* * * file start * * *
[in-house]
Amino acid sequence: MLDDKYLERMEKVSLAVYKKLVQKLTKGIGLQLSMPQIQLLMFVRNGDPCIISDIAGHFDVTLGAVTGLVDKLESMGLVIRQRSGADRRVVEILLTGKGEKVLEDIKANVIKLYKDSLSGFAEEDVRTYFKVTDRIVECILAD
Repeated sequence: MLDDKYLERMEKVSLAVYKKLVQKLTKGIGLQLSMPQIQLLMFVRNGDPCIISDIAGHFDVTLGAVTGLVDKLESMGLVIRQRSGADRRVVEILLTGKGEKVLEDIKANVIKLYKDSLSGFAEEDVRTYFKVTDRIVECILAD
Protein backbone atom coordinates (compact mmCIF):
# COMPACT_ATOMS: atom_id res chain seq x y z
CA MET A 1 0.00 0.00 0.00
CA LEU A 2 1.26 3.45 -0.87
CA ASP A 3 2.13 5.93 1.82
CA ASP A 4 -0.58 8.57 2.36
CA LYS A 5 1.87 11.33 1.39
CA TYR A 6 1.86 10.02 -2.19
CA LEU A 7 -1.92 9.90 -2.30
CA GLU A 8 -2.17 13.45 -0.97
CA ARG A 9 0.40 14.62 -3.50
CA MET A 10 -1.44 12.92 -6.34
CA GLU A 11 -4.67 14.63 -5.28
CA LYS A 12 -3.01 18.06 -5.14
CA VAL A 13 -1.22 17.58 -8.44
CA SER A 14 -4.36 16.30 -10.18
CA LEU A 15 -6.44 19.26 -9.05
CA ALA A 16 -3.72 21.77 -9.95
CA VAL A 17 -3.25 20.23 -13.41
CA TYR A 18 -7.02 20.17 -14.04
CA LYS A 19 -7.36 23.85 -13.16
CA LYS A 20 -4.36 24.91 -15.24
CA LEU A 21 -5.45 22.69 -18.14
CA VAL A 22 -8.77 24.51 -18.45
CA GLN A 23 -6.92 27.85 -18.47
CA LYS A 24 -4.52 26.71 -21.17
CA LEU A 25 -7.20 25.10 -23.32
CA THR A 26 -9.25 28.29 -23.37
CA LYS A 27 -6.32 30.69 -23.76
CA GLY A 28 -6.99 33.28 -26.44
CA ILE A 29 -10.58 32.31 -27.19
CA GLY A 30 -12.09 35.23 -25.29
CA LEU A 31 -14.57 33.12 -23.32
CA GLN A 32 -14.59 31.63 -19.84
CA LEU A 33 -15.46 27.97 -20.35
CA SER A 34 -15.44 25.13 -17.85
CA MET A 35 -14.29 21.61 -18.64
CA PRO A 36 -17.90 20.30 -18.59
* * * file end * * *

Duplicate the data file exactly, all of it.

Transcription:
[in-house]
Amino acid sequence: MLDDKYLERMEKVSLAVYKKLVQKLTKGIGLQLSMPQIQLLMFVRNGDPCIISDIAGHFDVTLGAVTGLVDKLESMGLVIRQRSGADRRVVEILLTGKGEKVLEDIKANVIKLYKDSLSGFAEEDVRTYFKVTDRIVECILAD
Repeated sequence: MLDDKYLERMEKVSLAVYKKLVQKLTKGIGLQLSMPQIQLLMFVRNGDPCIISDIAGHFDVTLGAVTGLVDKLESMGLVIRQRSGADRRVVEILLTGKGEKVLEDIKANVIKLYKDSLSGFAEEDVRTYFKVTDRIVECILAD
Protein backbone atom coordinates (compact mmCIF):
# COMPACT_ATOMS: atom_id res chain seq x y z
CA MET A 1 0.00 0.00 0.00
CA LEU A 2 1.26 3.45 -0.87
CA ASP A 3 2.13 5.93 1.82
CA ASP A 4 -0.58 8.57 2.36
CA LYS A 5 1.87 11.33 1.39
CA TYR A 6 1.86 10.02 -2.19
CA LEU A 7 -1.92 9.90 -2.30
CA GLU A 8 -2.17 13.45 -0.97
CA ARG A 9 0.40 14.62 -3.50
CA MET A 10 -1.44 12.92 -6.34
CA GLU A 11 -4.67 14.63 -5.28
CA LYS A 12 -3.01 18.06 -5.14
CA VAL A 13 -1.22 17.58 -8.44
CA SER A 14 -4.36 16.30 -10.18
CA LEU A 15 -6.44 19.26 -9.05
CA ALA A 16 -3.72 21.77 -9.95
CA VAL A 17 -3.25 20.23 -13.41
CA TYR A 18 -7.02 20.17 -14.04
CA LYS A 19 -7.36 23.85 -13.16
CA LYS A 20 -4.36 24.91 -15.24
CA LEU A 21 -5.45 22.69 -18.14
CA VAL A 22 -8.77 24.51 -18.45
CA GLN A 23 -6.92 27.85 -18.47
CA LYS A 24 -4.52 26.71 -21.17
CA LEU A 25 -7.20 25.10 -23.32
CA THR A 26 -9.25 28.29 -23.37
CA LYS A 27 -6.32 30.69 -23.76
CA GLY A 28 -6.99 33.28 -26.44
CA ILE A 29 -10.58 32.31 -27.19
CA GLY A 30 -12.09 35.23 -25.29
CA LEU A 31 -14.57 33.12 -23.32
CA GLN A 32 -14.59 31.63 -19.84
CA LEU A 33 -15.46 27.97 -20.35
CA SER A 34 -15.44 25.13 -17.85
CA MET A 35 -14.29 21.61 -18.64
CA PRO A 36 -17.90 20.30 -18.59